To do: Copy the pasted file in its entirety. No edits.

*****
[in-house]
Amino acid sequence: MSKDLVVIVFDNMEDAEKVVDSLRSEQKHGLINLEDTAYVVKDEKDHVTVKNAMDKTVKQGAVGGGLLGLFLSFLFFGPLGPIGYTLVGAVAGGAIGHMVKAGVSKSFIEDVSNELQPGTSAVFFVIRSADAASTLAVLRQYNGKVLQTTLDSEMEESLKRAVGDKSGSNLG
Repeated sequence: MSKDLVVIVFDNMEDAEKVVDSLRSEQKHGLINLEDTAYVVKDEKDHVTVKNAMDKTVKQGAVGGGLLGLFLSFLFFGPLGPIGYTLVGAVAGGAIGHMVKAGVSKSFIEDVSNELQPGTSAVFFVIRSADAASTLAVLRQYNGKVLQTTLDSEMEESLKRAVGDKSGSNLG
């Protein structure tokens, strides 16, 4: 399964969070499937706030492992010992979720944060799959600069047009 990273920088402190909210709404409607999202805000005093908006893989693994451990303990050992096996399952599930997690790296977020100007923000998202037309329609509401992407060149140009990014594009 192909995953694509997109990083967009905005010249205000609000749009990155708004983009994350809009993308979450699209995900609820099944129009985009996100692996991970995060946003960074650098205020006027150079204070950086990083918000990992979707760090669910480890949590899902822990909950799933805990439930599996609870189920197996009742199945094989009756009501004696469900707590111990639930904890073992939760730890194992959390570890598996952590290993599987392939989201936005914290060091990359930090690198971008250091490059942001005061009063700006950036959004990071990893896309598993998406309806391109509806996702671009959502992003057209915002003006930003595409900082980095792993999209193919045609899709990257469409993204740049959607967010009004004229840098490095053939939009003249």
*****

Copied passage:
[in-house]
Amino acid sequence: MSKDLVVIVFDNMEDAEKVVDSLRSEQKHGLINLEDTAYVVKDEKDHVTVKNAMDKTVKQGAVGGGLLGLFLSFLFFGPLGPIGYTLVGAVAGGAIGHMVKAGVSKSFIEDVSNELQPGTSAVFFVIRSADAASTLAVLRQYNGKVLQTTLDSEMEESLKRAVGDKSGSNLG
Repeated sequence: MSKDLVVIVFDNMEDAEKVVDSLRSEQKHGLINLEDTAYVVKDEKDHVTVKNAMDKTVKQGAVGGGLLGLFLSFLFFGPLGPIGYTLVGAVAGGAIGHMVKAGVSKSFIEDVSNELQPGTSAVFFVIRSADAASTLAVLRQYNGKVLQTTLDSEMEESLKRAVGDKSGSNLG
């Protein structure tokens, strides 16, 4: 399964969070499937706030492992010992979720944060799959600069047009 990273920088402190909210709404409607999202805000005093908006893989693994451990303990050992096996399952599930997690790296977020100007923000998202037309329609509401992407060149140009990014594009 192909995953694509997109990083967009905005010249205000609000749009990155708004983009994350809009993308979450699209995900609820099944129009985009996100692996991970995060946003960074650098205020006027150079204070950086990083918000990992979707760090669910480890949590899902822990909950799933805990439930599996609870189920197996009742199945094989009756009501004696469900707590111990639930904890073992939760730890194992959390570890598996952590290993599987392939989201936005914290060091990359930090690198971008250091490059942001005061009063700006950036959004990071990893896309598993998406309806391109509806996702671009959502992003057209915002003006930003595409900082980095792993999209193919045609899709990257469409993204740049959607967010009004004229840098490095053939939009003249």